The content of this episode of Pioneers of Television weighs on my heart in such a fashion that I’m having a difficult time forming words and sentences. I’ve never seen Roots, Rich Man, Poor Man, or The Thorn Birds… but the impact of the interviews with cast members placed me right in the middle of America in the late 1970s and 1980s. Without a doubt, this episode was an effective way to end the series — from hilarious ladies to men in tights to the difficult and inexplainable situations in life, PoT covers the change and transformation of television and culture surrounding the medium.
First of all, I will always find that writing about race is difficult. A year ago, I wrote a film article on Cabin in Sky (1943), an American musical with an all-black cast. The film was, perhaps, my first exposure to the stereotypes of African Americans and assumptions made by upper class white male studio moguls. In 1943, an all-black cast was a feat —there had only been one other musical previously, Hallelujah!, in years preceding. To a twenty-year-old white woman in 2013, the film harbors offense towards people of colour even though the up-and-coming director, Vincente Minnelli, tried to handle the cast and subject matter with gentility. If I were a twenty-year-old white woman in 1943, however, my feelings, unfortunately, may have been influenced by the culture of the film medium. It’s hard to place myself in that era because it feels so distant… and especially when I realize that Civil Rights was still a major issue and would be for years to come.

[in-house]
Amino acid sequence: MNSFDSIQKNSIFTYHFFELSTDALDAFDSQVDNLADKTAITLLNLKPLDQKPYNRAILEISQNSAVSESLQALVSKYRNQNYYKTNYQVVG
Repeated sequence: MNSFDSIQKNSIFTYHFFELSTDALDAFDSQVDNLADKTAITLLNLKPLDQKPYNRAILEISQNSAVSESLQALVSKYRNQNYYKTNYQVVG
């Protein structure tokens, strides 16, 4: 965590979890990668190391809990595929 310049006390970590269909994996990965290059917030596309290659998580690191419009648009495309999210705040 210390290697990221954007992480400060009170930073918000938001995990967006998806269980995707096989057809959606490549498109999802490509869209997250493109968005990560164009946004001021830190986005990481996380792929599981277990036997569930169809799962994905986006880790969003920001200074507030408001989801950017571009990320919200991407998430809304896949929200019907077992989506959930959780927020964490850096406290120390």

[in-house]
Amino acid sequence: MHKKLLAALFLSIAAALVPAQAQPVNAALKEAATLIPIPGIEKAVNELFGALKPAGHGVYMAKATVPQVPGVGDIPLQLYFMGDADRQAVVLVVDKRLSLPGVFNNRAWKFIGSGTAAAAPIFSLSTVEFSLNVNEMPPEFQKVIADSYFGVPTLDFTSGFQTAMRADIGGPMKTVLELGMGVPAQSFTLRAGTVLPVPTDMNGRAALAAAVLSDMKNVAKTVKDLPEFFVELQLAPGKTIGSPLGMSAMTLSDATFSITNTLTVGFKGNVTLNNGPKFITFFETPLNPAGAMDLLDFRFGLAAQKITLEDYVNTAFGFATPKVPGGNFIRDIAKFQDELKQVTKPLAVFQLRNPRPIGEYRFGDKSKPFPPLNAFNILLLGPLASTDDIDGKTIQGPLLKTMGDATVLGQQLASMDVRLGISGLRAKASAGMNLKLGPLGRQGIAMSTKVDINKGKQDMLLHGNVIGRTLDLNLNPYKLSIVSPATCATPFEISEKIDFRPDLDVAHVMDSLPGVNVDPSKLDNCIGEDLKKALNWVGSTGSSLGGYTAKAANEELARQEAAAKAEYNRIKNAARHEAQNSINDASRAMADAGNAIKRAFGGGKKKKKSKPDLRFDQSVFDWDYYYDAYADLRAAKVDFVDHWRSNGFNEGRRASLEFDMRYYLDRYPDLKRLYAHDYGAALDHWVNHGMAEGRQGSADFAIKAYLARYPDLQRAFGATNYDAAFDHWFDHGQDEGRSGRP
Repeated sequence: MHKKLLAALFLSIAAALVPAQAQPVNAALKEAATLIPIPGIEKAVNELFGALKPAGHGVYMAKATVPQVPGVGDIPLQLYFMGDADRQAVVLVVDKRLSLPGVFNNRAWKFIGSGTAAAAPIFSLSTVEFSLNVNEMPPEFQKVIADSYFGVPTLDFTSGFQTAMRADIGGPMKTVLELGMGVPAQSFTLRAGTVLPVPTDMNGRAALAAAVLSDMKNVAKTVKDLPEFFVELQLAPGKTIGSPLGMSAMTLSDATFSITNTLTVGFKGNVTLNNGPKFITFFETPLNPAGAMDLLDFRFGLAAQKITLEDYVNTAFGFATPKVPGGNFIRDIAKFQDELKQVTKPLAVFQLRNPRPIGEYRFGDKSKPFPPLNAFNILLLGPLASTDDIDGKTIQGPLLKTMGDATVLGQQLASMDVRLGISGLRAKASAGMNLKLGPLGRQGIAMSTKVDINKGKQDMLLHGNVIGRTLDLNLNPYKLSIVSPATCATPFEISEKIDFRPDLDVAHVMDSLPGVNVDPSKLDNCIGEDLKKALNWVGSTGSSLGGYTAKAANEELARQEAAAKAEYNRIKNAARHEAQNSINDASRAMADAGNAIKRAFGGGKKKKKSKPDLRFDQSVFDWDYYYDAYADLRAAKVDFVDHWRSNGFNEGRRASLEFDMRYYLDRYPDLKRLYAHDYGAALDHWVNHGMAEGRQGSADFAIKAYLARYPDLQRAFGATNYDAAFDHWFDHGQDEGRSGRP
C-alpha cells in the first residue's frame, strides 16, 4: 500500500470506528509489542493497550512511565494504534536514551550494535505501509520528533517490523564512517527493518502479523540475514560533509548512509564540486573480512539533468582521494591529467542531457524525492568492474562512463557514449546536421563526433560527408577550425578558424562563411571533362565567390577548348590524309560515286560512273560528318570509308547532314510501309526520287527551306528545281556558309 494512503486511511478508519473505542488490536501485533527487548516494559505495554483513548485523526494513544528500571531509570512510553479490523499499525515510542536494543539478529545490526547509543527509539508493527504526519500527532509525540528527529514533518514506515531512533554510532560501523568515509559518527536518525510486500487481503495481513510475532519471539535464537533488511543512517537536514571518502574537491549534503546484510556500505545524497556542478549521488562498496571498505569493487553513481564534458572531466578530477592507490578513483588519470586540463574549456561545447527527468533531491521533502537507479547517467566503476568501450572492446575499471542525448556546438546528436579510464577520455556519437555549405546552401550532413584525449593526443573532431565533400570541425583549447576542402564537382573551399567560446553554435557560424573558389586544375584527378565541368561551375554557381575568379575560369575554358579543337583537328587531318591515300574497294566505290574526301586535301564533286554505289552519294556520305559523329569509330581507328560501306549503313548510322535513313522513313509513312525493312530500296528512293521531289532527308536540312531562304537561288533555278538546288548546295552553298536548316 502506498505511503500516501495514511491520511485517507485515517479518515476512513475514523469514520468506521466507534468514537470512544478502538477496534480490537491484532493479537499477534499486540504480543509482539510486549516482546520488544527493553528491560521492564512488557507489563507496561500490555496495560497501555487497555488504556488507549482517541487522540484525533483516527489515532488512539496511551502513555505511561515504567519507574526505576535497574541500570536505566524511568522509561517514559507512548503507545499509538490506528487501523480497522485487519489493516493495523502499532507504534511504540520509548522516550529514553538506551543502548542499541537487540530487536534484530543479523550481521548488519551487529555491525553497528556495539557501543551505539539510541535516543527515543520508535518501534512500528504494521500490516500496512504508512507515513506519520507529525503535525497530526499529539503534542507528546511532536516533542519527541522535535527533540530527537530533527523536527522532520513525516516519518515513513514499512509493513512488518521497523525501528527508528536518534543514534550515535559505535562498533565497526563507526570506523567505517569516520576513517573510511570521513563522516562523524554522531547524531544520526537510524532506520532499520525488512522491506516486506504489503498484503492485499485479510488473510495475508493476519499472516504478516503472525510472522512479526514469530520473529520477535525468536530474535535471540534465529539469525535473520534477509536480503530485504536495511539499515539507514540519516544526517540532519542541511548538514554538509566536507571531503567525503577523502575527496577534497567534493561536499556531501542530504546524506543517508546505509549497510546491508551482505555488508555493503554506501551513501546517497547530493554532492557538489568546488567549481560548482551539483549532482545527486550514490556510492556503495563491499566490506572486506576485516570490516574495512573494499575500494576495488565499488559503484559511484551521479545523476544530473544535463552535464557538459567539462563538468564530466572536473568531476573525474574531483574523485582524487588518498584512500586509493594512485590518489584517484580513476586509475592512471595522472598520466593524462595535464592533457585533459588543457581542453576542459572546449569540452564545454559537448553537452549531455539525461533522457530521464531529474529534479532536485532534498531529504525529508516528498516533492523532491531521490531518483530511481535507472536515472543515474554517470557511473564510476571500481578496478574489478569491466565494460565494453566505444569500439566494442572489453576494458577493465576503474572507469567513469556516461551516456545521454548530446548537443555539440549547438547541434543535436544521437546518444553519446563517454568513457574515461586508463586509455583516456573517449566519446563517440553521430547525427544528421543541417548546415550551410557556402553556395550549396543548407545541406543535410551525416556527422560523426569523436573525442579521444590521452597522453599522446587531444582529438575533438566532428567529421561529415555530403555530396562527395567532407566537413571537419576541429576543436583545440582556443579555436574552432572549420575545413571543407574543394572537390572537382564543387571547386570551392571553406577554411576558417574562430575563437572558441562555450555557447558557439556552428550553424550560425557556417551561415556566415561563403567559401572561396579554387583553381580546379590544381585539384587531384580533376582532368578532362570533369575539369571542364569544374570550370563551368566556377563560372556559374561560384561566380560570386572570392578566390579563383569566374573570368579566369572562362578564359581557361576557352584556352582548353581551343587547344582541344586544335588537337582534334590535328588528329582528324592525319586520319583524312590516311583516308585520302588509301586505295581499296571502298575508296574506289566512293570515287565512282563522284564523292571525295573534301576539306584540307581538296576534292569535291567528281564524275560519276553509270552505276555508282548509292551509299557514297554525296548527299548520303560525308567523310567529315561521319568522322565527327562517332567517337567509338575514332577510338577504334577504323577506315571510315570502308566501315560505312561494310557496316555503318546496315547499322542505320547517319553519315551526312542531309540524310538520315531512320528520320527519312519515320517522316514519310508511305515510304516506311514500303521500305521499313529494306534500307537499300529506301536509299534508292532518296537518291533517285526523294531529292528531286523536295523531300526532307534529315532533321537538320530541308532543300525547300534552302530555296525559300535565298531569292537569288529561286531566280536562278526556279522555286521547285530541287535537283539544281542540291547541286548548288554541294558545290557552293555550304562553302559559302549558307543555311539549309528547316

Roots places marginalization in a new perspective since it came along after the Civil Rights movement. The narrative halted the nation and forced them to experience a mere morsel of the genuine agony that slaves felt through a true story of a man’s ancestry dating back to Africa. Honestly, I was a little annoyed when they wanted to place the sympathetic Ed Asner character in the mix because executives worried it would be too brutal for audiences… it seems like another attempt to dilute history. I think Roots is such a progressive move towards “another day” as Fiddler would say and was much needed for audiences in 1977.
Rich Man, Poor Man was not relatable for me in the slightest… sorry, fellas. Boy, oh boy! Ed Asner was on top of miniseries wasn’t he? I hardly recognized him. Rich Man aside, I was elated to see an older Barbara Stanwyck in The Thorn Birds. Although the plot seemed highly melodramatic, I find the dynamic of the priest battling with his love for something “of the world” versus his love for the Church and God to be an interesting plotline.
Overall, I loved Pioneers of Television and the program was carefully constructed. If you missed any of the episodes, they can be found online. Of all the episodes, Funny Ladies and Miniseries were the most impressionable — so, if my opinion means anything… just skip right to it! Until next time…